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Newsletter September 2009

This month we have included a note of possible future changes in the Construction Industry, details of what happens to your pension fund when you die, notice of a tax amnesty for US citizens in the UK and an update regarding further changes at Companies House.

The next newsletter will be published on Tuesday 6 October 2009.

Construction subcontractors beware!

HMRC have indicated that they are considering reclassifying self-employed construction workers as employed. They have actually launched a consultation process with interested parties.

Reclassified workers would be taxed through the PAYE system regardless of the length or brevity of each employment assignment.

HMRC are convinced that a significant number of construction workers are taxed as if self-employed even though they are providing their services to contractors effectively as if they were employees.

HMRC are calling this status issue "false self-employment". HMRC plan to introduce legislation to protect income tax and national insurance revenue that they feel is being lost.

The consultation document that HMRC have published assumes that these changes will happen and simply seeks input as to how such changes should be introduced.

Comments on this proposal have to be sent to HMRC before the 12 October 2009; so change, if it is coming, may not be that far away!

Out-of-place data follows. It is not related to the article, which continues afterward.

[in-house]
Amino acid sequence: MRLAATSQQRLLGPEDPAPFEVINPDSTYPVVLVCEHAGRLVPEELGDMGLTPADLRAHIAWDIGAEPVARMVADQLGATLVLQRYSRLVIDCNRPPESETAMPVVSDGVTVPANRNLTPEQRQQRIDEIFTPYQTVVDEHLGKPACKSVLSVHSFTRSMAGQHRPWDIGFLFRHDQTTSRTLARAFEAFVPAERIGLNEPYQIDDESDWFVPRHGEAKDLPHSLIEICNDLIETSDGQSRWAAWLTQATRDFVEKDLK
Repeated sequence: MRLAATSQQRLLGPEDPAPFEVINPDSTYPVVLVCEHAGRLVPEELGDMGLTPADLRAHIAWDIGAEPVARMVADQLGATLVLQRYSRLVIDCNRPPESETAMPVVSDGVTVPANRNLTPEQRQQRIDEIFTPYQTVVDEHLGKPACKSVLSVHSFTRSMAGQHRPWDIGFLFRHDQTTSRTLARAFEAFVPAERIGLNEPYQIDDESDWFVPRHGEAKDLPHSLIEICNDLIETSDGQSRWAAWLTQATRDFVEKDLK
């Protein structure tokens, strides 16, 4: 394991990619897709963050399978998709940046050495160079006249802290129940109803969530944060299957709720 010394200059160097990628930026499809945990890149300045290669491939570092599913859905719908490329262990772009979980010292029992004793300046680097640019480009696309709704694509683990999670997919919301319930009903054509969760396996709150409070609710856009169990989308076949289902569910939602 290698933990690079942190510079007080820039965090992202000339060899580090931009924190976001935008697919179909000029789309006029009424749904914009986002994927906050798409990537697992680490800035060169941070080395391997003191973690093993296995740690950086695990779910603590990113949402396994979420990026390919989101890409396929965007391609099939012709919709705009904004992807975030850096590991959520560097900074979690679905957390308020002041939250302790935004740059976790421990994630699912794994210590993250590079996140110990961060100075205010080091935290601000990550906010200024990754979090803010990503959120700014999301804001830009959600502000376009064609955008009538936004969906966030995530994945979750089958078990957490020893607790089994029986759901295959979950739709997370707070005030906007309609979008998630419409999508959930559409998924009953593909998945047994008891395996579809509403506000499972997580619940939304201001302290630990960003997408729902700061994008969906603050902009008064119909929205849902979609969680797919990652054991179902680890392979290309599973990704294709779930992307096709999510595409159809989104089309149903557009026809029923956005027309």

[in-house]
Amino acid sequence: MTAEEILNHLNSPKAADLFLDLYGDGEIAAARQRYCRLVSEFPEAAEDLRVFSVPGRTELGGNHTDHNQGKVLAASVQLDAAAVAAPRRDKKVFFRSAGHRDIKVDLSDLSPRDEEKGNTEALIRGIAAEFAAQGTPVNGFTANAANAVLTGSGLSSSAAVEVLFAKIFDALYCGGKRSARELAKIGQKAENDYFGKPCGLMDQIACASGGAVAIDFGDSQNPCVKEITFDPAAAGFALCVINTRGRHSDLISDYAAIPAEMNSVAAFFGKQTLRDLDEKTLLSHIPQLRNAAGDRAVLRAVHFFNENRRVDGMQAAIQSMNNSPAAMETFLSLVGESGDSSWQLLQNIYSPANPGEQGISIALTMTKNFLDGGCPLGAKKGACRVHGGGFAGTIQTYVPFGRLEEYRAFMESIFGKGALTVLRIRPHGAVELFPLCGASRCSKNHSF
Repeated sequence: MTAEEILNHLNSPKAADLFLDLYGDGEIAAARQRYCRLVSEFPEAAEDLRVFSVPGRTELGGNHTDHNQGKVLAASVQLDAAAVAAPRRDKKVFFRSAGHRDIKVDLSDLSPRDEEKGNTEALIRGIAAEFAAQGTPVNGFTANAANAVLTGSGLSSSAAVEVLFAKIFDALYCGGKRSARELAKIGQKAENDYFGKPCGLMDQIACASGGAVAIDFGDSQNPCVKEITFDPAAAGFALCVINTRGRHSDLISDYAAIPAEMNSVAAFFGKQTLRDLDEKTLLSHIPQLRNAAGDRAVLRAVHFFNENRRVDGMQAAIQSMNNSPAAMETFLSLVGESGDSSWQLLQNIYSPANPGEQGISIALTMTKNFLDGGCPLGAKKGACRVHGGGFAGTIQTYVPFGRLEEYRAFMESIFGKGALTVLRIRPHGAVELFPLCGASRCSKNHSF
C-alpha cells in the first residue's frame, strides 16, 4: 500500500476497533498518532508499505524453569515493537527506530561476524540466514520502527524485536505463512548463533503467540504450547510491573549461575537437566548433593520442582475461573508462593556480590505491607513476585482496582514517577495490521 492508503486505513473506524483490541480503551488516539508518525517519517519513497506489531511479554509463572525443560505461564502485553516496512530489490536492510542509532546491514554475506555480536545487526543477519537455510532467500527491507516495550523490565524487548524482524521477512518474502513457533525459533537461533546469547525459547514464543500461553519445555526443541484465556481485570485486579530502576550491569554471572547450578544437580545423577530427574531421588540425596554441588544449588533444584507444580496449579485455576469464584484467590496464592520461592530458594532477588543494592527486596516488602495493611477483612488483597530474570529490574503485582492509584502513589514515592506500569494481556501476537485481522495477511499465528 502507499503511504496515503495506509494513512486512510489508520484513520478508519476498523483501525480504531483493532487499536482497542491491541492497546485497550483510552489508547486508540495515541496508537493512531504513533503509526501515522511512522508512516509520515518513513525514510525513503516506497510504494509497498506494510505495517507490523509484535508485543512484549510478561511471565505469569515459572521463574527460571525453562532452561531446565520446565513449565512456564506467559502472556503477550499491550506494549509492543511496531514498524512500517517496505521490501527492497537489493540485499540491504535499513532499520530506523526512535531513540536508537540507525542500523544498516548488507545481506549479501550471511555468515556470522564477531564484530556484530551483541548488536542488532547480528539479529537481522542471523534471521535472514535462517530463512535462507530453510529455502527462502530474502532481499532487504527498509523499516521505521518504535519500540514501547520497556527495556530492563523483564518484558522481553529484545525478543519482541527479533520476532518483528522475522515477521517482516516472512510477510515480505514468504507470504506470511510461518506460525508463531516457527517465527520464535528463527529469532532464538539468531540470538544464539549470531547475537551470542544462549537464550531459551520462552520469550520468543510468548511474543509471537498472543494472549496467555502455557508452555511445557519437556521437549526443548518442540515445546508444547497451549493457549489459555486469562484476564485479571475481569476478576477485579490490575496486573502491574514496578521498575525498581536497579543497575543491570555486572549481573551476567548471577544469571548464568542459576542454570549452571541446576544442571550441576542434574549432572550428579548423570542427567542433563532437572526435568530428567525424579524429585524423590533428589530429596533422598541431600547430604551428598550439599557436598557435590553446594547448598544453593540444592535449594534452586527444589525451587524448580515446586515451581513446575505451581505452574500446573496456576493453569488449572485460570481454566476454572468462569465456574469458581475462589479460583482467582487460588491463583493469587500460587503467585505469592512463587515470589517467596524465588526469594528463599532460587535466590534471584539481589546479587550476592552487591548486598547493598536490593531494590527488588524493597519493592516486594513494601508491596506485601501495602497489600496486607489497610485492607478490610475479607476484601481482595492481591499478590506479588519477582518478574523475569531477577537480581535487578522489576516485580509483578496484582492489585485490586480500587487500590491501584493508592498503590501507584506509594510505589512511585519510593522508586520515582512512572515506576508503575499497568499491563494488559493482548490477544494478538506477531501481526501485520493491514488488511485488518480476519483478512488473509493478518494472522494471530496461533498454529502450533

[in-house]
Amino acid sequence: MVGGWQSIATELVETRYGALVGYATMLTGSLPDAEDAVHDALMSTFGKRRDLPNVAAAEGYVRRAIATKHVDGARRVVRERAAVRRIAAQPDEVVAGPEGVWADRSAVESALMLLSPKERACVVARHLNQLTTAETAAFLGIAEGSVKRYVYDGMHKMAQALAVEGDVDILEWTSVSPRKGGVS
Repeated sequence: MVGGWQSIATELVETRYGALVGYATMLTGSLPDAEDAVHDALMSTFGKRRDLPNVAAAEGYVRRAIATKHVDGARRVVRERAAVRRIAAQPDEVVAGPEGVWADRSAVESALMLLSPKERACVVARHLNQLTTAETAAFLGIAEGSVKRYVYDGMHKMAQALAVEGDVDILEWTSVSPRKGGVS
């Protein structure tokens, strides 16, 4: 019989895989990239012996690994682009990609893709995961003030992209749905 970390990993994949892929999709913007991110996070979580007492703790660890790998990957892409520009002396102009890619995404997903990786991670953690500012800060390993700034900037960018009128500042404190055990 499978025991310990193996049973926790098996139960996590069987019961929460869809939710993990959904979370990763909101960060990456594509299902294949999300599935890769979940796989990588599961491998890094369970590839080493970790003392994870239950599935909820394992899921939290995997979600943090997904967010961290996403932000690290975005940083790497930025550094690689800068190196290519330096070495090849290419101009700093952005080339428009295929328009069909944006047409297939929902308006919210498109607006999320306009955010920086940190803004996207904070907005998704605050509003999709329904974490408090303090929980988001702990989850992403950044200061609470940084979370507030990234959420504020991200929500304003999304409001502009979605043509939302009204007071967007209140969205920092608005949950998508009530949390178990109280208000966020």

What happens to your pension fund when you die?

The quick, or perhaps not so quick answer to this question can be found in the small print of your pension fund rules and regulations. The tax position and the practical answers tend to fall into the following broad headings.

Up to age 75 you will have a degree of flexibility in the way in which you choose to take benefits from your fund. After age 75 you will be required to crystallise your fund - draw an income from your fund or buy an annuity. Interestingly after age 75 you also lose the right to take a tax free lump sum.

Usually you can crystallise your pension fund from age 50 (until 5 April 2010), 55 after 5 April 2010. Once you have crystallised your fund, then in the event of your death before age 75 your dependents have two choices:

  • your spouse, civil partner or other dependants can use your fund to provide a pension. Any pension received would be taxed as earned income in the usual way, or
  • your beneficiaries could elect to take the entire fund less a tax charge of 35%. (If you die before you have crystallised your fund, there would be no tax charge.)

Once you have taken an annuity (i.e. you have purchased the right to a guaranteed income for the rest of your life) when you do die the right to the income ceases unless:

  • the annuity provides for a guaranteed minimum period of payment and part of that minimum period is unexpired, or
  • the annuity provides for a spouse or civil partner's pension.

In all cases once an annuity is purchased the right to recover any of the pension fund surrendered is lost.

After age 75 the situation is a little more complex!

If an annuity is purchased the above comments still apply. However it is possible to take an alternatively secured pension, an ASP, This provides for an income, a pension, but does not require you to part company with your pension fund. If you die whilst taking an ASP the following choices apply:

  • the fund may be used to provide a pension for a spouse, civil partner or other dependent, subject to tax.
  • on the subsequent death of the spouse, civil partner or other dependent the fund can be passed to a charity with no tax charge.